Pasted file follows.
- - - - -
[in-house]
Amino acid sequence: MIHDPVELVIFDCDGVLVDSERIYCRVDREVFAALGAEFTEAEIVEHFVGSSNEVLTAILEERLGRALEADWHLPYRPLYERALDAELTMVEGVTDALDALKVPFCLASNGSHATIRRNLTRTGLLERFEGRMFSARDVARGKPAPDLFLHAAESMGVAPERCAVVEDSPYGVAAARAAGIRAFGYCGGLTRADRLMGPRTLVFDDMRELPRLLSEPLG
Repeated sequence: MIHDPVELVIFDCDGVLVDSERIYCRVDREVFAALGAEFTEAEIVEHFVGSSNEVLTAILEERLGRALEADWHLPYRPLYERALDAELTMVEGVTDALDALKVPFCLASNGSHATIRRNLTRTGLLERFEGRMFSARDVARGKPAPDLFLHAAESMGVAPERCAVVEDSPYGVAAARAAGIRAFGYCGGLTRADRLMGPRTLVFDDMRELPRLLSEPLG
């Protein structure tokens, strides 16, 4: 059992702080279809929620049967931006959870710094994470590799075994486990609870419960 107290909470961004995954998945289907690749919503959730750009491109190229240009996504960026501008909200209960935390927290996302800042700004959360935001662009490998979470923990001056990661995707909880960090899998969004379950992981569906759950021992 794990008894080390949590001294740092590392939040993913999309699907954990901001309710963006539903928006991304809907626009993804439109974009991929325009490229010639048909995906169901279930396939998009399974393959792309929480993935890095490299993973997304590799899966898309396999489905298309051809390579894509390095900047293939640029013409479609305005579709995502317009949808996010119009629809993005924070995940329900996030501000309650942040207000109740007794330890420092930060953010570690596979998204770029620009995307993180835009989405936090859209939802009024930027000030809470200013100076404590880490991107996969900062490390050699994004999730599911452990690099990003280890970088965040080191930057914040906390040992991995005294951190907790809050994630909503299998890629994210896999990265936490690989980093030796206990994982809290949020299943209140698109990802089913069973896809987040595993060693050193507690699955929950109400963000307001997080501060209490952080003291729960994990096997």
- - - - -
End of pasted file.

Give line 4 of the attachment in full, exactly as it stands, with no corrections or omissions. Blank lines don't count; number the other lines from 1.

């Protein structure tokens, strides 16, 4: 059992702080279809929620049967931006959870710094994470590799075994486990609870419960 107290909470961004995954998945289907690749919503959730750009491109190229240009996504960026501008909200209960935390927290996302800042700004959360935001662009490998979470923990001056990661995707909880960090899998969004379950992981569906759950021992 794990008894080390949590001294740092590392939040993913999309699907954990901001309710963006539903928006991304809907626009993804439109974009991929325009490229010639048909995906169901279930396939998009399974393959792309929480993935890095490299993973997304590799899966898309396999489905298309051809390579894509390095900047293939640029013409479609305005579709995502317009949808996010119009629809993005924070995940329900996030501000309650942040207000109740007794330890420092930060953010570690596979998204770029620009995307993180835009989405936090859209939802009024930027000030809470200013100076404590880490991107996969900062490390050699994004999730599911452990690099990003280890970088965040080191930057914040906390040992991995005294951190907790809050994630909503299998890629994210896999990265936490690989980093030796206990994982809290949020299943209140698109990802089913069973896809987040595993060693050193507690699955929950109400963000307001997080501060209490952080003291729960994990096997």